Missy is one of our two-year-old Romeldale ewes. Because of complications during the birthing process, she was born hypoxic and obviously suffered neurological deficits. She has remained in our flock for the past couple of years to see whether she would breed; if so, she will continue in our flock. She has adapted fairly well, but she’s obviously slow to make connections, whether it’s a graham cracker held in front of her nose or the fact that the flock is leaving and she must follow. Missy does nothing quickly; she needs time to figure things out in her own way.
This past Sunday our sheep were enjoying some time in the lawn area around our house, munching on the various plantings before things went dormant for the winter. I also decided to release our chickens from the chicken yard during the middle of the day, so while the sheep roamed the lawn, the chickens were busy digging for bugs behind the garage. Rick and I spent the day doing some fall cleanup, so it was relatively easy to keep an eye on all the critters roaming where they normally don’t roam!
As we dug out some raspberry canes from the side yard, I noticed that Missy had come to see what we were doing. Our activity was too much for her to take in, so she moved on to graze the area behind the garage — right where the chickens were digging for grubs and various bugs.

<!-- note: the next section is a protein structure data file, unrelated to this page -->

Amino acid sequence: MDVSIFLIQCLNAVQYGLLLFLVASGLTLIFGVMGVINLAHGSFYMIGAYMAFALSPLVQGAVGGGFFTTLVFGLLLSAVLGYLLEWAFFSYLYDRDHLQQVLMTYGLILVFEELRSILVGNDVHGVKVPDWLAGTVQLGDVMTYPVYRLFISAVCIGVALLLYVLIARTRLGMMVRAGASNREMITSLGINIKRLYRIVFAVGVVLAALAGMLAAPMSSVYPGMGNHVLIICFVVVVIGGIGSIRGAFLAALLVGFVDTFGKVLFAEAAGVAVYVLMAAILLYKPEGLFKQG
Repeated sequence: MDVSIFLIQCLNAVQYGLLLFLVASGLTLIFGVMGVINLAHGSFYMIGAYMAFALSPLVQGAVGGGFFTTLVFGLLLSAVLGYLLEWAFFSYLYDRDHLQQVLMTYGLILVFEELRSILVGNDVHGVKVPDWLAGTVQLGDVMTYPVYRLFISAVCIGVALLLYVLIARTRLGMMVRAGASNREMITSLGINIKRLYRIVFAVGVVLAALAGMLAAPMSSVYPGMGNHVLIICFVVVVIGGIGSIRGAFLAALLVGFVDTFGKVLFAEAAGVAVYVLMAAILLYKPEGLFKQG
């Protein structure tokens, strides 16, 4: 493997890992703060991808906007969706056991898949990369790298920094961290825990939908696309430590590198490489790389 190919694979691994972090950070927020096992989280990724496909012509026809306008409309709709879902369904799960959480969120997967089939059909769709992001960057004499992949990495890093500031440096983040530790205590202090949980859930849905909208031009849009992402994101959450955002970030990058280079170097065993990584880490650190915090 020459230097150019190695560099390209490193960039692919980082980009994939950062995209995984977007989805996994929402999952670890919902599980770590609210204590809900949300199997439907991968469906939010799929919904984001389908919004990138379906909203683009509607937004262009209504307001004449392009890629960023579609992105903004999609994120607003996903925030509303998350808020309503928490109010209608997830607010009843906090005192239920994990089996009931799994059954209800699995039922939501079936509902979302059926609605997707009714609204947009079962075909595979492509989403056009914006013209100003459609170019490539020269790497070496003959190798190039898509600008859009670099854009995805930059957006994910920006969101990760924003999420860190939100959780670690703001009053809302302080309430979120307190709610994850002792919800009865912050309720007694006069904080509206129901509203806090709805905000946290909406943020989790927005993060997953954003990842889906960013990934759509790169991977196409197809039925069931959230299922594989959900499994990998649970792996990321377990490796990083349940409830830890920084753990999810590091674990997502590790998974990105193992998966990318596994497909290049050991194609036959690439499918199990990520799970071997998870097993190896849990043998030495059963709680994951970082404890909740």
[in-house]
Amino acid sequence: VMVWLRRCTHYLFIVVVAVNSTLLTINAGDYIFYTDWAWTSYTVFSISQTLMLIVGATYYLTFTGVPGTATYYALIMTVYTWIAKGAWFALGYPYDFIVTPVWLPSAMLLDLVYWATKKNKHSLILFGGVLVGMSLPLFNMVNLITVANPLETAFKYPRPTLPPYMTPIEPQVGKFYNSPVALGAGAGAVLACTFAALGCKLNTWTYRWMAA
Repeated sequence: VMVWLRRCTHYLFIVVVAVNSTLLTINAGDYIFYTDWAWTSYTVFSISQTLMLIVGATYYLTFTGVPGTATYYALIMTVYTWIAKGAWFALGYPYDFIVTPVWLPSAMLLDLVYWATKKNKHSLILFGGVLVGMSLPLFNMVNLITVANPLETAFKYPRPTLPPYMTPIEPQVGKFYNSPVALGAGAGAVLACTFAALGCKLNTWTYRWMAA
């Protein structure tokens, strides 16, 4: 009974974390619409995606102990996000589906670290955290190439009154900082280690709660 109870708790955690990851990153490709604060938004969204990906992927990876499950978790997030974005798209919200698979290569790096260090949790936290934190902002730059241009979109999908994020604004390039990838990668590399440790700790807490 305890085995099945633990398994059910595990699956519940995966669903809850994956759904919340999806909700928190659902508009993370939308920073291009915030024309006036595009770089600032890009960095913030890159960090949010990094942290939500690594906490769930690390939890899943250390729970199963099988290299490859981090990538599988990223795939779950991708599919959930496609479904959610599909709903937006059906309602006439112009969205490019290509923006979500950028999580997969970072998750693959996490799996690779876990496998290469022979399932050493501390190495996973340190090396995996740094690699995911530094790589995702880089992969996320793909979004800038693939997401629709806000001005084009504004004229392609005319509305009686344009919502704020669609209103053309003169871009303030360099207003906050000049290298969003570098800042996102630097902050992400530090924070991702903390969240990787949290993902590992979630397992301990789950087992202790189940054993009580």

As we watched, Missy suddenly found Albert the rooster within her view. You could see the lack of recognition pass over her face. “What is that thing?” she seemed to wonder as she began to approach. “I haven’t run across anything like this before!”
Albert is not the nicest rooster, having tried to come after me with his spurs on more than one occasion, but he either didn’t notice Missy, or he didn’t care. As she came closer to his tail to get a good sniff, he continued to scratch and peck, totally disinterested in this smallish ewe coming up behind.
Rick and I stopped our activity and watched. Would Albert turn and become aggressive towards Missy? Would Missy begin to stomp at Albert? We had no idea, but thought we should perhaps watch to make sure things turned out okay.
Missy spent a few minutes trying to figure out this small moving force as bits of leaves, dirt and bark sprayed back at her as Albert continued digging. She wasn’t quite sure what to make of all those shaking feathers, airborne dirt, and the occasional cock-a-doodle-do! She sniffed him from one end to the other, never quite figuring out this puzzle — and Albert did not care in the least. He seemed to understand that Missy was no threat.
Since Albert was obviously not interested in her, she finally decided that he was not something to be feared and began to move away, nibbling at bits of grass as she went. Missy’s encounter with her first chicken was over, and it had ended well — much better than we had expected!